Tuesday, July 5, 2022
EntertainmentFood and DrinkNational Museums Scotland reveals contemporary whisky collection

National Museums Scotland reveals contemporary whisky collection

NATIONAL Museums Scotland has revealed a new collection exploring contemporary Scottish whisky.

Announced to coincide with World Whisky Day on 21st May 2022, a selection of bottled whiskies, packaging and related material have been acquired to reflect the industry in the 21st century.

Often heralded as an icon of Scottish culture, whisky is the UK’s largest food and drinks export, reaching 166 international markets.

In recent years the industry has undergone a period of growth and reinvention, with dozens of distilleries opening for production since the turn of the century.

Doctoral Researcher Laura Scobie with bottles of whisky.
Doctoral Researcher Laura Scobie said these items “reveal a picture of Scotland in the early 21st century that will now be preserved for generations to come.” (C) Stewart Attwood

This is highlighted in a new collection of 14 objects that spans more than a decade of production.

Acquisitions have been made as part of a sixth-month Student Development Fund Project in partnership with the University of Edinburgh.

The museum says these acquisitions represent the “length and breadth of Scotland”, from the Scottish Borders to the islands of the Inner Hebrides and Thurso, the most northern town on the British mainland.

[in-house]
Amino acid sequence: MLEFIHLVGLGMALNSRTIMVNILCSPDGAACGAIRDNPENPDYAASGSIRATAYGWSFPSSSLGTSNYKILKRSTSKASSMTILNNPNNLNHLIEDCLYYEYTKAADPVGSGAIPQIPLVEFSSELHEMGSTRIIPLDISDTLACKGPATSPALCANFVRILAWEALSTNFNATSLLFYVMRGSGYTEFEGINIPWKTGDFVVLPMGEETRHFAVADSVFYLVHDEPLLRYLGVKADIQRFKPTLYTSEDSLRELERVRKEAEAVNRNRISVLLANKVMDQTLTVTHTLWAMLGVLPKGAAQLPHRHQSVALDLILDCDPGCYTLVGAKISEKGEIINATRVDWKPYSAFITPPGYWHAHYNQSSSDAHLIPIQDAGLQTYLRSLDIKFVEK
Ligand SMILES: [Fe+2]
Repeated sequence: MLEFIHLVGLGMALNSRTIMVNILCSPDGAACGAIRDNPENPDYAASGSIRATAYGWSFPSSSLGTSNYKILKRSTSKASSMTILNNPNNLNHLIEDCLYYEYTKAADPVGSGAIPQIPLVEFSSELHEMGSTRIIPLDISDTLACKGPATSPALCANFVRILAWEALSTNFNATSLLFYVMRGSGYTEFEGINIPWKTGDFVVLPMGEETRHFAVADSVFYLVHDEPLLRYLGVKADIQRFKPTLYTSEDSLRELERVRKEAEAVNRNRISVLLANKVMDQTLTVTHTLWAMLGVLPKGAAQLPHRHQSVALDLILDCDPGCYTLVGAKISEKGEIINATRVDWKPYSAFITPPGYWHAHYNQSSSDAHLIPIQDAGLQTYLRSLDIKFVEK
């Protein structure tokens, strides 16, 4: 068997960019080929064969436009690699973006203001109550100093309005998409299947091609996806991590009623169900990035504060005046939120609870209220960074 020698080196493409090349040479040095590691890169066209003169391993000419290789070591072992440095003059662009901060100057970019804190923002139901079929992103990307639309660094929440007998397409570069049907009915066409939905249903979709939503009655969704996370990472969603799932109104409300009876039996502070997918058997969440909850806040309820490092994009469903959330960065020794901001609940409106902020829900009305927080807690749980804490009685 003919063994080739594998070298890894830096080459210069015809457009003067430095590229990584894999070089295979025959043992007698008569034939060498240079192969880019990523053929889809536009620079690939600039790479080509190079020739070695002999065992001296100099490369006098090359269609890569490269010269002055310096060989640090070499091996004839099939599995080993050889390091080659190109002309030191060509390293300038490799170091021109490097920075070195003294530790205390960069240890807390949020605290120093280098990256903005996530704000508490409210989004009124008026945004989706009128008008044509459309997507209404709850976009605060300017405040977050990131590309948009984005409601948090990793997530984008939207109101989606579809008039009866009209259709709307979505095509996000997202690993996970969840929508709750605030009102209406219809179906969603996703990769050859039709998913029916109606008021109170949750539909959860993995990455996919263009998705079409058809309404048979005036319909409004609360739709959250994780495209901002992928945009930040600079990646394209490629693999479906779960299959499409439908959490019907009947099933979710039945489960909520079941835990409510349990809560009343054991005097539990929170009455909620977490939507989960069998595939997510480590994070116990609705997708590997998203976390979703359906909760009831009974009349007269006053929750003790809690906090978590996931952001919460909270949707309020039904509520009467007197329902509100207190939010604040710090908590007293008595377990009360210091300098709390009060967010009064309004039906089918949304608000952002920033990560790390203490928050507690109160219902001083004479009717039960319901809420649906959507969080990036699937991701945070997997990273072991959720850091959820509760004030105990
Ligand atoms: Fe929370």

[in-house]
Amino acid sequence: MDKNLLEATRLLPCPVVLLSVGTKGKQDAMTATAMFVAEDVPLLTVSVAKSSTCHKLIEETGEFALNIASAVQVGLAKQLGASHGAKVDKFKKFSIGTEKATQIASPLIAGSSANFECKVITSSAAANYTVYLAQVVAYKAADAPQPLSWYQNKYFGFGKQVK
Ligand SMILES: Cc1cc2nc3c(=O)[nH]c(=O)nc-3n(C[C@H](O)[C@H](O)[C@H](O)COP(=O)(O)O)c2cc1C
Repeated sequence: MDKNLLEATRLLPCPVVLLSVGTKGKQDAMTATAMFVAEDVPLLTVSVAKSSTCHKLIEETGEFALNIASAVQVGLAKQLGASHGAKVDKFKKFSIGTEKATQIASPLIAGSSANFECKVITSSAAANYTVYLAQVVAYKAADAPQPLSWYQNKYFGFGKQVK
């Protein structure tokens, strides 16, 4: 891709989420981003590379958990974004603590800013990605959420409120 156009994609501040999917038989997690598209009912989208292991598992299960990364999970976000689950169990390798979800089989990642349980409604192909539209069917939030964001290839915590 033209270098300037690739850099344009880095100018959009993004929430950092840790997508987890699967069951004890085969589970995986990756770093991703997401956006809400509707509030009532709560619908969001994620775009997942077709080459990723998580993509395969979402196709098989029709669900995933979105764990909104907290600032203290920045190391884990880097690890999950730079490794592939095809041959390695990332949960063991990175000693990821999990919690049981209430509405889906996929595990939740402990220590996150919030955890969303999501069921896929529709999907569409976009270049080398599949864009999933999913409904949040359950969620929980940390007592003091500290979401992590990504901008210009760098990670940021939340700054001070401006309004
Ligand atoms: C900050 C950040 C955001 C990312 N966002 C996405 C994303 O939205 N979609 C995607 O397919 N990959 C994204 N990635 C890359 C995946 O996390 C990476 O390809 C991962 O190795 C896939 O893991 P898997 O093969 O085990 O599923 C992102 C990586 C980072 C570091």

Laura Scobie, Doctoral Researcher at the University of Edinburgh and National Museums Scotland, said: “I’m delighted to add such fascinating examples of material culture associated with contemporary Scottish whisky to the national collection, from actual bottles of whisky to surprising artistic responses from local makers.

“These items not only provide an insight into one of our leading industries but reveal a picture of Scotland in the early 21st century that will now be preserved for generations to come.”

The whisky industry currently faces concerns amidst a global demand for greater sustainability.

As a result, many new distilleries are focusing on improvements in sustainable production nad practice, building identites that embrace the nature and landscape of Scotland.

A bottle acquired for the collection from Isle of Rasaay Distillery is textured with fossil details from the region’s geological topography.

Torabhaig Distillery’s Allt Gleann Single Malt Whisky was named after one of the burns that provide the distillery with spring water.

In Gaelic, “Allt” means stream or burn and “Gleann” a glen or a valley.

On a larger scale, a backpack collaboration from Isle of Jura Distillery and accessories brand Trakke has been produced in Glasgow with materials sourced from across Scotland, including waxed cotton from Dundee that has been dyed with lichen native to Jura.  

National Museums Scotland’s contemporary collecting programme acquires objects that reflect major shifts in Scotland during the 21st century, or change our understandings of the past.

The museum says this project will complement and expand its current collections, revealing the story of Scottish whisky in the 21st century.

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